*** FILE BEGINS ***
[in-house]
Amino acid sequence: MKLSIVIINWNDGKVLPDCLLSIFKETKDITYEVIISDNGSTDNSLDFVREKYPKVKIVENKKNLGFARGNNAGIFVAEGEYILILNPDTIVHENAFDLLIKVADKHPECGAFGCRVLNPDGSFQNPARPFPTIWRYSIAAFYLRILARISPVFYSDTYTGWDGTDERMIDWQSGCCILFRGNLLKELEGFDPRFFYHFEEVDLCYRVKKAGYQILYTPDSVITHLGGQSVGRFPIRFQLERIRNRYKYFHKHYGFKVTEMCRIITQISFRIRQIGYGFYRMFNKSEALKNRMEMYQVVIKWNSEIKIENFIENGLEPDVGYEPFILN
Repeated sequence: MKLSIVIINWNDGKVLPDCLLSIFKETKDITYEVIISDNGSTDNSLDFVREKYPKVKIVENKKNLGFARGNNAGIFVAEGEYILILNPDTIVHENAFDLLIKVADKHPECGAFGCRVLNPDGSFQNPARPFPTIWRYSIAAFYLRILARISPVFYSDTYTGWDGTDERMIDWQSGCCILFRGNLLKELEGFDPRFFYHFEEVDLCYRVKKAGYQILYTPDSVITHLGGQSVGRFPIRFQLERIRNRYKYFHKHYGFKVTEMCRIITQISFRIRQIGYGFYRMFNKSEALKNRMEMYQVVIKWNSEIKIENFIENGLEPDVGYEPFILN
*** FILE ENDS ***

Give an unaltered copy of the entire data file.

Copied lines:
[in-house]
Amino acid sequence: MKLSIVIINWNDGKVLPDCLLSIFKETKDITYEVIISDNGSTDNSLDFVREKYPKVKIVENKKNLGFARGNNAGIFVAEGEYILILNPDTIVHENAFDLLIKVADKHPECGAFGCRVLNPDGSFQNPARPFPTIWRYSIAAFYLRILARISPVFYSDTYTGWDGTDERMIDWQSGCCILFRGNLLKELEGFDPRFFYHFEEVDLCYRVKKAGYQILYTPDSVITHLGGQSVGRFPIRFQLERIRNRYKYFHKHYGFKVTEMCRIITQISFRIRQIGYGFYRMFNKSEALKNRMEMYQVVIKWNSEIKIENFIENGLEPDVGYEPFILN
Repeated sequence: MKLSIVIINWNDGKVLPDCLLSIFKETKDITYEVIISDNGSTDNSLDFVREKYPKVKIVENKKNLGFARGNNAGIFVAEGEYILILNPDTIVHENAFDLLIKVADKHPECGAFGCRVLNPDGSFQNPARPFPTIWRYSIAAFYLRILARISPVFYSDTYTGWDGTDERMIDWQSGCCILFRGNLLKELEGFDPRFFYHFEEVDLCYRVKKAGYQILYTPDSVITHLGGQSVGRFPIRFQLERIRNRYKYFHKHYGFKVTEMCRIITQISFRIRQIGYGFYRMFNKSEALKNRMEMYQVVIKWNSEIKIENFIENGLEPDVGYEPFILN